Sales in the videogame industry have been declining for more than three years, due in no small part to competition from mobile devices. Yet it's still a field that's creating high-net-worth individuals at a rapid clip.
On average, rank-and-file videogame professionals pocket more than $81,000 per year, according to a study by Game Developer Magazine. That alone is nearly double what the typical American takes home. But a few game-box heroes (who undoubtedly weren't part of that study) blow the curve.
So, who are the richest people in gaming today? Click ahead to find out.
By Chris Morris, Special to CNBC.com
Posted 5 June 2012
The co-founder of Valve Software and creator of the Steam digital distribution service, Newell has been on gaming's cutting edge for more than 16 years. This year, he became a recognized member of the billionaires club, with Forbes Magazine estimating his worth at $1.5 billion — a figure that could continue to grow as digital delivery becomes more common.
As president of Microsoft's Interactive Entertainment Business, Mattrick is responsible for overseeing all things Xbox. Before that, he headed up worldwide studios at Electronic Arts — and cashed in $21 million in options before leaving the company. Married to the daughter of a major Canadian telecom founder, Mattrick works in Seattle but calls Vancouver home, where he lives in a 25,000-square-foot estate that was valued at $28 million Canadian in 2008.
The creator of the Ultima role-playing game series, Garriott now runs Portalarium, which focuses on social gaming. His success has allowed him to explore other fields of interest, including spaceflight. In 2008, he flew to the International Space Station, reportedly paying $30 million for the 12-day journey. His Austin, Texas, home, is filled with hidden passages and is for sale for just over $4 million.
The CEO of Activision’s aggressive attitude has made Kotick plenty of enemies, while making the company the industry's biggest player. Last year, his earnings jumped 46 percent to $8.3 million from $5.6 million the year before, but that was down from $40 million in 2009, when his stock options were at an all-time high. Nongamers got a look at Kotick in his uncredited cameo in the Brad Pitt film "Moneyball" as the (fictional) owner of the Oakland A's.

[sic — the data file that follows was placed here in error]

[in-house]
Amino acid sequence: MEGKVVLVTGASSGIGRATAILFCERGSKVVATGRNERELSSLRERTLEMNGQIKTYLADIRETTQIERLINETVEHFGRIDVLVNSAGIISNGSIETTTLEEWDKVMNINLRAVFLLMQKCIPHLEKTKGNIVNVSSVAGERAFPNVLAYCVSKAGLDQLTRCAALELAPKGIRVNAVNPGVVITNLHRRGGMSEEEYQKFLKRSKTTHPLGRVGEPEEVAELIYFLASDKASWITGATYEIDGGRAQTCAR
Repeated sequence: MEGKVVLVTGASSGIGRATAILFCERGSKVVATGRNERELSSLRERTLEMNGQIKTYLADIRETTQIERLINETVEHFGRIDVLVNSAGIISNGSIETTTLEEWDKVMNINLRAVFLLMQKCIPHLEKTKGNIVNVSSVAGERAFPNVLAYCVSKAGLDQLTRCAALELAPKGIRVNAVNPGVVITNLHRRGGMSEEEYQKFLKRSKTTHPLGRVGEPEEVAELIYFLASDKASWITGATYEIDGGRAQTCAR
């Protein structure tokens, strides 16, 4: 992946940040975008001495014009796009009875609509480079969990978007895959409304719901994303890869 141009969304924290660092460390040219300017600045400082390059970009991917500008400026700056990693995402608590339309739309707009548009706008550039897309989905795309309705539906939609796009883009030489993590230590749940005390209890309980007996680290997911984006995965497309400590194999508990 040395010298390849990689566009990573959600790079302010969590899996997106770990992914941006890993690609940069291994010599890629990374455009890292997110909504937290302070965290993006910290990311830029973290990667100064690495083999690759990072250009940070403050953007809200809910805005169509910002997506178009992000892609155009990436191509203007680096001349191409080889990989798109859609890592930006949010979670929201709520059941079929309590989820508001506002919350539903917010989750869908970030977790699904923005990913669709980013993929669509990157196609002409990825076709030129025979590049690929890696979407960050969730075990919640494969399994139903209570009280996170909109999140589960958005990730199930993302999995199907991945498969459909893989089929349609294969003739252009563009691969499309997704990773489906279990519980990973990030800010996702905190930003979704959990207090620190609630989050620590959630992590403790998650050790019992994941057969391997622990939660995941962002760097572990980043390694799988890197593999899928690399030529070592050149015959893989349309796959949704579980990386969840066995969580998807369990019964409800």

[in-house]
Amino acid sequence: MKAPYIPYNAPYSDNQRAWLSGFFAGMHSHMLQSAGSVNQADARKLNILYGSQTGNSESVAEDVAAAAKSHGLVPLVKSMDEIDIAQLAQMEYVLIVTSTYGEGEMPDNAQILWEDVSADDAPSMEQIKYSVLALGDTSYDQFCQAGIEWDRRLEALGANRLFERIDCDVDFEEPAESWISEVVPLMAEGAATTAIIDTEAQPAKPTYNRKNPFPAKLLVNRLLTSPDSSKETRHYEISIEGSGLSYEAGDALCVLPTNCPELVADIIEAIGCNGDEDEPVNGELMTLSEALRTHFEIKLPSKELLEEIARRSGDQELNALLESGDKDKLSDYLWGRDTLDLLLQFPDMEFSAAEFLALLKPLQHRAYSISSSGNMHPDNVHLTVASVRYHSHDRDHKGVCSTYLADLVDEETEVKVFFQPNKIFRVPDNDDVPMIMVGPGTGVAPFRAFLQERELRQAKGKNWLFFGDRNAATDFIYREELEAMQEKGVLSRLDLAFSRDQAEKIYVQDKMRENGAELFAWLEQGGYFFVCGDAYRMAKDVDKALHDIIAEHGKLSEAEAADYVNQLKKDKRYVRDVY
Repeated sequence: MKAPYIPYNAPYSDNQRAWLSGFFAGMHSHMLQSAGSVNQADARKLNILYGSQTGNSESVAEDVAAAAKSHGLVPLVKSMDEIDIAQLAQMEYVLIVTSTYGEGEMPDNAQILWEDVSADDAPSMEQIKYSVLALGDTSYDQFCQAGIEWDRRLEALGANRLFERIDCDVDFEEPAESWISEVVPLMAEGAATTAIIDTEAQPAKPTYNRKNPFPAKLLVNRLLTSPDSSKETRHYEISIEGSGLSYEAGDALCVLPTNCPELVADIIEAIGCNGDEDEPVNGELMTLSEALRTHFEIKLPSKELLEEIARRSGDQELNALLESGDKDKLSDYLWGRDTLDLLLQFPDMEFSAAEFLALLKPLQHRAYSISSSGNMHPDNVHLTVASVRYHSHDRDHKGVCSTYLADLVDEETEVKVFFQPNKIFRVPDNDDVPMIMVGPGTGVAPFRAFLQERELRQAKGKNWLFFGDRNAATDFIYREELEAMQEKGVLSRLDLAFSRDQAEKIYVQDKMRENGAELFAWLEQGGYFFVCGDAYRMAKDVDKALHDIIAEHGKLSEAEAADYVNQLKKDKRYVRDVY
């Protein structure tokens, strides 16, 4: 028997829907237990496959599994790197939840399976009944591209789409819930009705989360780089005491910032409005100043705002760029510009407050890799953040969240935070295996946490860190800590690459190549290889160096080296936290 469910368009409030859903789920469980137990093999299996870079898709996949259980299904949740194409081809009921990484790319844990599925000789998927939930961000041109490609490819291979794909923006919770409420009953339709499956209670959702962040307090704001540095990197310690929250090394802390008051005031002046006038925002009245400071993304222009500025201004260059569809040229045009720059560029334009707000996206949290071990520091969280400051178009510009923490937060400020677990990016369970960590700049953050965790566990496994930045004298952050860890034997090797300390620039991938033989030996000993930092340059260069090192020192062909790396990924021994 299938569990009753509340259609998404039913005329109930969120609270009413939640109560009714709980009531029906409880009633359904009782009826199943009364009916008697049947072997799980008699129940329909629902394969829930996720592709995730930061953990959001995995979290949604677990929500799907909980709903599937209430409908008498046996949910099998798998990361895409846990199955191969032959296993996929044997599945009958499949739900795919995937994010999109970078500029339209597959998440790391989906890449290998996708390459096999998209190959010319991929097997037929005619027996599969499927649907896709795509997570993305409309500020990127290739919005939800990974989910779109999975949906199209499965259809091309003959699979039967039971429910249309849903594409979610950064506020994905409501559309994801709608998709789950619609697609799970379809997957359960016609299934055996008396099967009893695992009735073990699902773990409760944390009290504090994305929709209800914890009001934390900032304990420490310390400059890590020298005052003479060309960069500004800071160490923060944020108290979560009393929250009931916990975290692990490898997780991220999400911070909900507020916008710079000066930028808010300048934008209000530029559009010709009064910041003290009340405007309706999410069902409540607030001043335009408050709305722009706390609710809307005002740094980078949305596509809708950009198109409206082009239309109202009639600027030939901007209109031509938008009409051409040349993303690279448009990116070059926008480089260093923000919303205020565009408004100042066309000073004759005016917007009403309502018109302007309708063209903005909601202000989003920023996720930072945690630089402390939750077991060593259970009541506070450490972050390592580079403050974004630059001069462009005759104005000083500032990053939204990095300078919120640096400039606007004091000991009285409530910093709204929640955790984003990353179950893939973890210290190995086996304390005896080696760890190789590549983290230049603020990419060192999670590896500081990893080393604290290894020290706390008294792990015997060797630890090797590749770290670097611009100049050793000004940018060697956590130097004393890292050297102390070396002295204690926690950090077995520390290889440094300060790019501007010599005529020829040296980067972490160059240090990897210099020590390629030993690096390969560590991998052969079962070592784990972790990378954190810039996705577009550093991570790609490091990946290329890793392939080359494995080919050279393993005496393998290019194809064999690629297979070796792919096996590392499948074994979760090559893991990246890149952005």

Game developers have dubbed the 84-year-old former chairman of Nintendo "the mean old man" because of his unpopular business deals. His riches — he was once the third-richest person in Japan and is now no. 11 — may be a balm for the unkind words. Yamauchi ran Nintendo for 55 years before retiring in 2005 and is still the largest individual shareholder. He's also owns a majority stake of the Seattle Mariners, though he has never seen the team play in person.
The "Call of Duty" creators parted bitterly with Activision, but may have come out on the winning end of a recent settlement — details are being kept confidential, but Activision hinted that had the current quarter not been performing beyond expectations, the settlement could have impacted its earnings. West and Zampella were already sitting comfortably with the millions in bonuses from better days. Their next franchise, for Electronic Arts, will likely only add to their pile.
As co-founder of Bungie, Jones was a key figure in bringing the "Halo" franchise to life. That series has sold more than 40 million games since 2001, and when "Halo 3" was released in 2007 it was the biggest consumer-product launch ever.
Jones is the key creative person at the company, and except for his leadership in the developers’ movement to break Microsoft’s domination of the industry, he tends to avoid the public eye. These days, Bungie has a 10-year publishing deal with Activision — one that likely came at a premium after EA acquired the rights to West and Zampella's next franchise, according to the Los Angeles Times.
Take Two Interactive Entertainment has twice re-signed the Houser brothers to multi-year deals, avoiding bidding wars for the creators of the "Grand Theft Auto" franchise. Their compensation has never been disclosed, but we can extrapolate from Sam’s recent purchase of the Brooklyn mansion where Truman Capote wrote "Breakfast at Tiffany's" for $12.5 million — the most ever paid for a house in the New York borough.
If Activision ever cast off the leader of its Blizzard Entertainment studio, the severance package stipulated in his contract would be twice that of CEO Kotick’s. Morhaime is not the highest paid person in the industry by any means, but with Blizzard planning to release at least two (perhaps even three) titles this year, 2012 could be a banner year for him.
Zynga's IPO didn't set the stock market on fire; neither, famously, did Facebook’s. But Zynga’s co-founder owns such a large hunk in both companies, including a majority stake in his own company, that his net worth is still substantial. Forbes estimated his fortune at $1.2 billion before Facebook went public. As of this writing, you can add another $115 million.